North·In Depth

Grief still fresh in Yukon 2 months after spike in opioid deaths

Two months after losing her sister to an opioid overdose, Chantal Tizya is still coming to terms with the loss. Others say drastic action is needed to prevent more losses in the Yukon.

'She was funny, had a good sense of humour,' says Chantal Tizya of sister Myranda Charlie

Chantal Tizya holds an eagle feather gifted to her in the wake of her sister Myranda Charlie's death in January. Tizya, a member of the Vuntut Gwitchin First Nation, says stroking the feather keeps her strong and grounded while thinking about her deceased sister. (Anna Desmarais/CBC)

Chantal Tizya threw a birthday party last week for her 15-year-old brother Gavin with all her friends and family.

Everyone except for Myranda Charlie, her older sister, role model, and mother figure. 

Charlie, 34, died of a drug overdose along with her girlfriend at Whitehorse's emergency shelter in January. The two were among eight Yukoners who overdosed on opioids in the first three weeks of January. 

A photo of Myranda Charlie hangs front and centre in Chantal Tizya's Whitehorse apartment. The talented hockey player and dedicated community member died of an overdose at Whitehorse's emergency shelter in January. (Anna Desmarais/CBC)

Their deaths left a big hole in the lives of everyone who knew them — in Whitehorse and Old Crow, where they grew up, Tizya said. 

"She was just all around [a] great person," Tizya said of her sister. "She was funny, had a good sense of humour. 

"She really cared for everybody— her family, her friends." 

Tizya keeps the memories of her sister and her girlfriend close to her chest with a custom T-shirts she made for family and friends. Both women died of overdoses at Whitehorse's emergency shelter in January. (Anna Desmarais/CBC )

Jeremy Jones also lost a sister to opioids in January. 

He describes her as funny, outgoing and energetic, yet says she ended her life alone, surrounded by the toxic drugs that killed her.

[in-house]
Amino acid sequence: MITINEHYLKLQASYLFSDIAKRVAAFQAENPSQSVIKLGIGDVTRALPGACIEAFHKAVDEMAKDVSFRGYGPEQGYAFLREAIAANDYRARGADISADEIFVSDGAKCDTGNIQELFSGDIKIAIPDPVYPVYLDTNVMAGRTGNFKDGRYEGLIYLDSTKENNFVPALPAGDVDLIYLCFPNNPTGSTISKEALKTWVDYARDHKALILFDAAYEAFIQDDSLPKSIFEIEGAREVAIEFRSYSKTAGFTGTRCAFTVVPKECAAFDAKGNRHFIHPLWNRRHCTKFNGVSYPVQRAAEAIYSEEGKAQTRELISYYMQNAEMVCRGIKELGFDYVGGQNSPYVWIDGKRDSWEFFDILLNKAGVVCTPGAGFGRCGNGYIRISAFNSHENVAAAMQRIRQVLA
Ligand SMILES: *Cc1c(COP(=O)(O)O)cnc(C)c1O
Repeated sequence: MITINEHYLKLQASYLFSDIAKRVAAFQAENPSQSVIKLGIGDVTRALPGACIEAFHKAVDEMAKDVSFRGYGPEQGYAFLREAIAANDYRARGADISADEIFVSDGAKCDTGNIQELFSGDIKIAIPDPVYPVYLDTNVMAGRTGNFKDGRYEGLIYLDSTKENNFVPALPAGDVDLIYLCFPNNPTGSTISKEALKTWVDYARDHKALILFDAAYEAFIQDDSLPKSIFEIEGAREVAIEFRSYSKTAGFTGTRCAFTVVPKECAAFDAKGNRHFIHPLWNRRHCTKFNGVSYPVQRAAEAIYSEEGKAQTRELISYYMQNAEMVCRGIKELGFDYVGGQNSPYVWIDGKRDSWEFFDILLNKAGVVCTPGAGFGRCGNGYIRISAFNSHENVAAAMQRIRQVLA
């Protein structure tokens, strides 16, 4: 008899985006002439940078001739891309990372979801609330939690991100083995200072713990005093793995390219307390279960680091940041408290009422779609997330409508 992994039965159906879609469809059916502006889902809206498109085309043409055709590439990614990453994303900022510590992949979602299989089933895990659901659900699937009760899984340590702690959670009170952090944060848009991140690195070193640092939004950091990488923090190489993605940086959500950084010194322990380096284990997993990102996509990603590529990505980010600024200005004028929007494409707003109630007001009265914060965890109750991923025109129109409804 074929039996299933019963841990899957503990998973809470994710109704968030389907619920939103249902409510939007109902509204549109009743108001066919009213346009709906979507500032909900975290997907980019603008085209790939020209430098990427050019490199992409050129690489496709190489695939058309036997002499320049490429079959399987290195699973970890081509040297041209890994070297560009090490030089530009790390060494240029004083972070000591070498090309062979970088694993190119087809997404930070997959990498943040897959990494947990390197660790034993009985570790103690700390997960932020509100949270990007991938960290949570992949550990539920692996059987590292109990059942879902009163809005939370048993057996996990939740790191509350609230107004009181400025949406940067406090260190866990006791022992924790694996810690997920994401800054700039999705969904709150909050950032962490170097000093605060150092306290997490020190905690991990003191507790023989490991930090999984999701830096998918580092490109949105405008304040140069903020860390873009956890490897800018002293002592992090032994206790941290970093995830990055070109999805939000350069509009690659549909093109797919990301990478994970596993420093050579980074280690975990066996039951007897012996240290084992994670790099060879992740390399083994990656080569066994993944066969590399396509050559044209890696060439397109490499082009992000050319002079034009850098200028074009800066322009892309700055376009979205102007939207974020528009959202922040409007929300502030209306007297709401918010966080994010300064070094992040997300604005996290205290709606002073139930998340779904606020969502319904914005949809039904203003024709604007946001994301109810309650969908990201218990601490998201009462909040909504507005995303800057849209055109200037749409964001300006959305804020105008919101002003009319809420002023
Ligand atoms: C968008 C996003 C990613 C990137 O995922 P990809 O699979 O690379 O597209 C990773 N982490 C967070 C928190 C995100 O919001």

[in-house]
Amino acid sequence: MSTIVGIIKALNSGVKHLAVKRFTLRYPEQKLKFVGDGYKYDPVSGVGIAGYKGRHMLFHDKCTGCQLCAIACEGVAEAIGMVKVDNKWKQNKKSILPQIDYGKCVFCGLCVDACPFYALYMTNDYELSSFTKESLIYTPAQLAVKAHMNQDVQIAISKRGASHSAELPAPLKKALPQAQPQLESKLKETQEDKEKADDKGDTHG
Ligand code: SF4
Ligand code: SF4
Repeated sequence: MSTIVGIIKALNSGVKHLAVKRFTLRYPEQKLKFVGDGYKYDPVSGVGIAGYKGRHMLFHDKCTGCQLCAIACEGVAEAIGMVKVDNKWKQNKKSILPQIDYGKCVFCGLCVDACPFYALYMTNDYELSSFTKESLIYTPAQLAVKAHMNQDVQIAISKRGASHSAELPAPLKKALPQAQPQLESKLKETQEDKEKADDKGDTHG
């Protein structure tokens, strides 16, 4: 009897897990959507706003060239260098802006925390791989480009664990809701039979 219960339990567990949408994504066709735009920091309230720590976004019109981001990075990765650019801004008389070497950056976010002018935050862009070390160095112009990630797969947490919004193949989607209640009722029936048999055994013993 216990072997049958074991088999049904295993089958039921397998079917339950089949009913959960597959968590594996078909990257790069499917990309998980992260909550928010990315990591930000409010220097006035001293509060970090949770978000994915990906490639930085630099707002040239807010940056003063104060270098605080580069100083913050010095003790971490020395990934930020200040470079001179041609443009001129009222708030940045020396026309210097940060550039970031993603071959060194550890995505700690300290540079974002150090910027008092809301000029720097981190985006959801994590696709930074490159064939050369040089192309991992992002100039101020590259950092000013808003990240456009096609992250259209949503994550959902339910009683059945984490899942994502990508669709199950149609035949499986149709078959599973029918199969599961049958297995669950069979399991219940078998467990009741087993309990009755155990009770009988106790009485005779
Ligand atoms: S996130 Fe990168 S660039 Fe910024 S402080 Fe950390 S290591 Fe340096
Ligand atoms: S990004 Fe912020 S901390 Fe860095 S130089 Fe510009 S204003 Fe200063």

"It's hard to believe that she's gone," he said. 

"There's a hole there. And it's a scar. It's, you know, it's like your heart gets ripped apart."

So far, nine people in Yukon have died this year from drug overdoses, according to recent numbers from the territory's chief coroner. One more death is still under investigation but opioids are suspected.

CBC checked in with others at the frontlines of the opioid crisis, a few weeks after that initial spike in January. They say more needs to be done to prevent more families from being torn apart, like the ones still grieving. 

'It's all encompassing' 

Many times in the last few years, Heather Jones has walked along Whitehorse's waterfront and paused in front of the healing totem. 

A place for healing and peace, the territory's chief coroner prays for all the people she knows who have been lost to overdoses. 

Heather Jones, Yukon's chief coroner. Forty per cent of all the deaths investigated by her office are now overdose deaths, a number she says is "frighteningly high." (Vincent Bonnay)

Yukoners, many of them her neighbours or community members, are dying at a higher rate than ever before. 

Twenty-four Yukoners died from opioid-related deaths in 2021 —more than double the number in 2020. 

In total, opioid-related deaths now account for almost 40 per cent of all cases Jones' office reviews in a year. 

"The numbers are frighteningly high," Jones said. "There's very few of us, if any, that have to reach very far to be personally impacted by these deaths. 

Jones comes to this healing totem on Whitehorse's waterfront to pray for those that have been lost to the opioid crisis. (Kiyoshi Maguire/CBC)

"It's ... all encompassing for us in the Yukon."

'I'm getting phone calls all day long'

Across town, at the Blood Ties Four Directions office, a group of Yukoners is working around the clock to provide crucial information to people in communities about how to use drugs safely.